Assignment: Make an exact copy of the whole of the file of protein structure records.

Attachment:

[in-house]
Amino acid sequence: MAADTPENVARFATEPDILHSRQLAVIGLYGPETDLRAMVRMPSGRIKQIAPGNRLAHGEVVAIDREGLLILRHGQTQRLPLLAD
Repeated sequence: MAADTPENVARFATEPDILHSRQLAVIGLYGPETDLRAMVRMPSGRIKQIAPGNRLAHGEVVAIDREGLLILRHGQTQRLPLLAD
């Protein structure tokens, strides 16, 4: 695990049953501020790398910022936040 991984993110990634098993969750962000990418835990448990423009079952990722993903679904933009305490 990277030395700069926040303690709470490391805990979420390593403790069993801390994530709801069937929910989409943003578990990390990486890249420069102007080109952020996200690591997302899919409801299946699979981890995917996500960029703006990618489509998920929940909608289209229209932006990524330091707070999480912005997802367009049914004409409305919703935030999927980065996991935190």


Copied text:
[in-house]
Amino acid sequence: MAADTPENVARFATEPDILHSRQLAVIGLYGPETDLRAMVRMPSGRIKQIAPGNRLAHGEVVAIDREGLLILRHGQTQRLPLLAD
Repeated sequence: MAADTPENVARFATEPDILHSRQLAVIGLYGPETDLRAMVRMPSGRIKQIAPGNRLAHGEVVAIDREGLLILRHGQTQRLPLLAD
């Protein structure tokens, strides 16, 4: 695990049953501020790398910022936040 991984993110990634098993969750962000990418835990448990423009079952990722993903679904933009305490 990277030395700069926040303690709470490391805990979420390593403790069993801390994530709801069937929910989409943003578990990390990486890249420069102007080109952020996200690591997302899919409801299946699979981890995917996500960029703006990618489509998920929940909608289209229209932006990524330091707070999480912005997802367009049914004409409305919703935030999927980065996991935190």